Hard to imagine life without peanut butter. What would little kids eat? How could moms convince their kids to eat raw celery? What could replace PB&J picnic or lunch sandwiches? Have you ever wondered who have us this unique gift?
Peanut butter has been invented and reinvented many times throughout history. In its simplest form, it’s a little more than roasted peanuts crushed to make a paste, but who recognized the possibilites? Peanuts date back as early as 950 B.C., and first took root in South America. The ancient Incas were perhaps the first to make it into a paste. The first commercial peanut crop was gwon in North Carolina about 1818, having been brought to our shores by Spaniards who traded it to our colonies. Dr. Ambrose Straub of St. Louis patented the first peanut-butter making machine in 1903, after an unknown doctor invented his idea of peanut butter in 1890.
The late 1890’s saw lots of interest in peanut butter, its benefits, and how to process it quickly and easily. Dr. John Harvey Kellogg was granted one of the first patents for preparing nut meal using peanuts in 1895. He realized the nutritional value of peanuts, and peanut butter was more easily eaten and digested by patients at his Battle Creek Sanitarium.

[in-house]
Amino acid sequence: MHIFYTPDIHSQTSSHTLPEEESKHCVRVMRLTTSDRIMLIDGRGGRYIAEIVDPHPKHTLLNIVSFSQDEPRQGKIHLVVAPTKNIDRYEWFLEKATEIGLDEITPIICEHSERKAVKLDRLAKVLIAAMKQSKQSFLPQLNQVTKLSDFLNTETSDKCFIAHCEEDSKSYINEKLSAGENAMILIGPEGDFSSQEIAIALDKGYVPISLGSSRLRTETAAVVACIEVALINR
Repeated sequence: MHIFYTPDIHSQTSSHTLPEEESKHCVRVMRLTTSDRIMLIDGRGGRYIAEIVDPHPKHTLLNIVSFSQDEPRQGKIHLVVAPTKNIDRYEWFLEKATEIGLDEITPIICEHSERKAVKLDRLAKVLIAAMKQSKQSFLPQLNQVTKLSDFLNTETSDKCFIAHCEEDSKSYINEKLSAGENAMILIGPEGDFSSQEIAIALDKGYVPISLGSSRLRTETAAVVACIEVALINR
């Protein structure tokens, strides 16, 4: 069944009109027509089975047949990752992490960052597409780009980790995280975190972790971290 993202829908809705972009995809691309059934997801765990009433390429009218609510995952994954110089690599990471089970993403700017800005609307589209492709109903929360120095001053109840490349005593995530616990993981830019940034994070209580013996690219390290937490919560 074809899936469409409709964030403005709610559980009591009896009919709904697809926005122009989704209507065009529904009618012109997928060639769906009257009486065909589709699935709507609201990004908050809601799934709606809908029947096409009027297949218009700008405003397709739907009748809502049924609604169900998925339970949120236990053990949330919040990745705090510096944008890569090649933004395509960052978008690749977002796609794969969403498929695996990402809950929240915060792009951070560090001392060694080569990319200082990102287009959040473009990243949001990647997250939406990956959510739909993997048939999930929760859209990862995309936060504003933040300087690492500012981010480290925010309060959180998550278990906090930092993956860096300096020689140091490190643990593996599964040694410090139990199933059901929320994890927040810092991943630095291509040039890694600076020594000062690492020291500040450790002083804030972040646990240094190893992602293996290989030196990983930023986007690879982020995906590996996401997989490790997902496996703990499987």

Working with Dr. Kellogg was Joseph Lambert, who invented and sold his hand-operated peanut butter grinder beginning in 1896. Almeeta lambert, his wife, got in on the act, producing the first nut cookbook titled “The Complete Guide to Nut Cookery” in 1899. It answered the question, “What to do with this new-found peanut butter?”
By the year 1914, several companies were in the peanut butter business. Joseph L. Rosenfield invented a churning process that put the “smooth” in peanut butter. He sold his invention to the folks who made Peter Pan Peanut Butter in 1928, but his love of peanut butter continued when he began to make his own brand of peanut butter, Skippy, which made not only smooth peanut butter, but the crunchy style favorite of so many of us.